The 24 Hours of Le Mans, one of the world's most fabled car races, will be contested behind closed doors in 2020 due to the coronavirus pandemic.
Scheduled to run between 19 and 20 September, it will be the first time in the 88-year history of the event that spectators will not be at the Circuit de la Sarthe in western France.
The Automobile Club de l'Ouest (ACO) and the Sarthe Prefecture, which organise the race, said fears over the rising numbers of coronavirus infections had forced the decision.
“Over the last few weeks, we have looked at many ways in which we could hold our event in September with fans present, albeit in limited numbers,” said ACO president Pierre Fillon.
“Given the constraints involved in organising a festival-scale event over several days in the current situation, there were still too many question marks regarding health and safety.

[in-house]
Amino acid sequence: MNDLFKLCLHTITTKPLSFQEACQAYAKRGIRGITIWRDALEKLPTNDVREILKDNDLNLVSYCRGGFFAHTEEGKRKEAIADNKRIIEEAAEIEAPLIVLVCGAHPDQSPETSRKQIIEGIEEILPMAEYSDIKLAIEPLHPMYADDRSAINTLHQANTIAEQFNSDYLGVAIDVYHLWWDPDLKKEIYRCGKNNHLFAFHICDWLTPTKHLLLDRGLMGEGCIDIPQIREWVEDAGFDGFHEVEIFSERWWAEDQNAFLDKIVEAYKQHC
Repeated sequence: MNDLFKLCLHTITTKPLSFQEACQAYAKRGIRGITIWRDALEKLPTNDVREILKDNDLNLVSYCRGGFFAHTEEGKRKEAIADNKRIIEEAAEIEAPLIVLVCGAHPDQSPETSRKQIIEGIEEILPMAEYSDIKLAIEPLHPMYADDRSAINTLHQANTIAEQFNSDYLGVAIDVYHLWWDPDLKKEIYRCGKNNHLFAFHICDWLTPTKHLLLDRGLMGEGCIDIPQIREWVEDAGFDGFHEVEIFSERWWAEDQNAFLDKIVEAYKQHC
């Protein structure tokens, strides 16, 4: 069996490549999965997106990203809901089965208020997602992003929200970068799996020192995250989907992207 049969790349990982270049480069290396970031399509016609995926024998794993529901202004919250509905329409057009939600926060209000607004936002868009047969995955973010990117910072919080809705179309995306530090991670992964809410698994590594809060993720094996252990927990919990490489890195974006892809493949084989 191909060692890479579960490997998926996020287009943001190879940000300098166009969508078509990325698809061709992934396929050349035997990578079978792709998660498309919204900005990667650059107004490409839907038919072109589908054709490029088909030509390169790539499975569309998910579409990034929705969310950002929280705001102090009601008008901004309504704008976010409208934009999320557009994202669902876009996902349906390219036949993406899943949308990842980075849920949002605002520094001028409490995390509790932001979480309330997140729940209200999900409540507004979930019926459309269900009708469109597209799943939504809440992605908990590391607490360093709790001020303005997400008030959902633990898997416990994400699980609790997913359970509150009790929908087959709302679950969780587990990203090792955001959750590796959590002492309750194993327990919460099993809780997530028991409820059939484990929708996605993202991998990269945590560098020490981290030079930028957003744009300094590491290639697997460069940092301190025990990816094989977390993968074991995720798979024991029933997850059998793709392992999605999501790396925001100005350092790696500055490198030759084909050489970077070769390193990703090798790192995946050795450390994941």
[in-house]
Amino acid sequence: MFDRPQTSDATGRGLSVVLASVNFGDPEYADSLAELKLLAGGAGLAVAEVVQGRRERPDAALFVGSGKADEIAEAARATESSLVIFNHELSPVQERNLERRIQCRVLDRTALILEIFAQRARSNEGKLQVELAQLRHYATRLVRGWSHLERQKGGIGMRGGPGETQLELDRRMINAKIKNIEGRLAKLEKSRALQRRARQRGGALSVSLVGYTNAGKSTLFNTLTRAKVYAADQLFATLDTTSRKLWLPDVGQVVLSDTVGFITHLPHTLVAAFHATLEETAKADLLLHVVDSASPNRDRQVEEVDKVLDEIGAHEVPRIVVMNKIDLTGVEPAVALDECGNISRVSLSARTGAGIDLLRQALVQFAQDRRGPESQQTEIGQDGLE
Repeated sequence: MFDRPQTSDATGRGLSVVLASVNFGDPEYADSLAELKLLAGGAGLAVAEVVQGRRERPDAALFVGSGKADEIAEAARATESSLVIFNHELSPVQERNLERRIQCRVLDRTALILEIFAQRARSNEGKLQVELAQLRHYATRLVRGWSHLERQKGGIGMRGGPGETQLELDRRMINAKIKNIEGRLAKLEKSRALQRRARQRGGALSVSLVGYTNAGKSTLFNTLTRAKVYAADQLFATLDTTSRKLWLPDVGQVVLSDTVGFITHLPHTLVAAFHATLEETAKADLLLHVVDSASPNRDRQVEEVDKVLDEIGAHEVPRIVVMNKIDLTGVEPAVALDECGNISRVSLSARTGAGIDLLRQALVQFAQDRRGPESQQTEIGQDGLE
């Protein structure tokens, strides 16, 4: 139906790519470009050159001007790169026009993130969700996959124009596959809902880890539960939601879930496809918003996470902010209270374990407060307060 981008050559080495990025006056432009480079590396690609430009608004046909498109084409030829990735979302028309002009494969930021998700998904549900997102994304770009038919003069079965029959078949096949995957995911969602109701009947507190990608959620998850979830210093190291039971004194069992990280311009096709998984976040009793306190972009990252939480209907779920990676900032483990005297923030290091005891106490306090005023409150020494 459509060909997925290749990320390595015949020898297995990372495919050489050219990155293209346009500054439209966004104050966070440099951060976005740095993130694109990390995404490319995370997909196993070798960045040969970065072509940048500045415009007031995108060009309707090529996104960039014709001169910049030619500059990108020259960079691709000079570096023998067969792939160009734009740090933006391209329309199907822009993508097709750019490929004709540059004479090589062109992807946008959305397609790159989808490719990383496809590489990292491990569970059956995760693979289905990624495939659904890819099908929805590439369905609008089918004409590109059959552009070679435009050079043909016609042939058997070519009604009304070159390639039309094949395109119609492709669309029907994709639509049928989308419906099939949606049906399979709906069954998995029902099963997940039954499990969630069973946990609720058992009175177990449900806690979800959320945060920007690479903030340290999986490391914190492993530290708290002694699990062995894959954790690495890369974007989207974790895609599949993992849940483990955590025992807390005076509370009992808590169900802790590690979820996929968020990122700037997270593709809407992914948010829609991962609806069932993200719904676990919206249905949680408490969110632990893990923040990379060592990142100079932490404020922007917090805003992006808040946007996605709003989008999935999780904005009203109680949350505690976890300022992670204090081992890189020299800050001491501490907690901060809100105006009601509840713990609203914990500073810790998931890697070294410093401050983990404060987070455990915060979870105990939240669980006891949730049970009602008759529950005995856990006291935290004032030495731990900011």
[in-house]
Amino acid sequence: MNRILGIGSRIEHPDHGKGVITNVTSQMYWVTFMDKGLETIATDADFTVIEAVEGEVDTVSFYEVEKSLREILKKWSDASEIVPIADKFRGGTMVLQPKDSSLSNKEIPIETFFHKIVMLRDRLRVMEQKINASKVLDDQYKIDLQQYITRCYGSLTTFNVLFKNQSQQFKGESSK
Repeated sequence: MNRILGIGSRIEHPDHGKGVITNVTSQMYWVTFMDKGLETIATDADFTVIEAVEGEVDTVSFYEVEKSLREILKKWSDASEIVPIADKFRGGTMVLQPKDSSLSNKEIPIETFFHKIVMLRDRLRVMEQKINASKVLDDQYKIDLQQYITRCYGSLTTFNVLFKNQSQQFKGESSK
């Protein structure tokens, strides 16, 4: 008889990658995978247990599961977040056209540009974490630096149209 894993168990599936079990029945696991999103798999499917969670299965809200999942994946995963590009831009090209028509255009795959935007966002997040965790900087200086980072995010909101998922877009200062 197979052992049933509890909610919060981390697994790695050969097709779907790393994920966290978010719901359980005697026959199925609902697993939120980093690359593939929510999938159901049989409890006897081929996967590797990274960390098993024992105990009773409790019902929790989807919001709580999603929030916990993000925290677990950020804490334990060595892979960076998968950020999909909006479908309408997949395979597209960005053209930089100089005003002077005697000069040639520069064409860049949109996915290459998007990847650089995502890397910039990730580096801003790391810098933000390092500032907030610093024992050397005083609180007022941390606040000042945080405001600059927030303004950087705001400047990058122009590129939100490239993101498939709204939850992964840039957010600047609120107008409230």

Fillon added: “We know that our fans will be as disappointed as we are by this decision but, with public health in the balance, it really wasn't a difficult call to make. You don't compromise where safety is concerned."
The endurance test, which has inspired several films including the 1971 cult Le Mans starring Steve McQueen, attracted more than 250,000 people in 2019.
Former Formula 1 world champion Fernando Alonso was part of the Toyota Gazoo Racing team that claimed the title for a second consecutive year.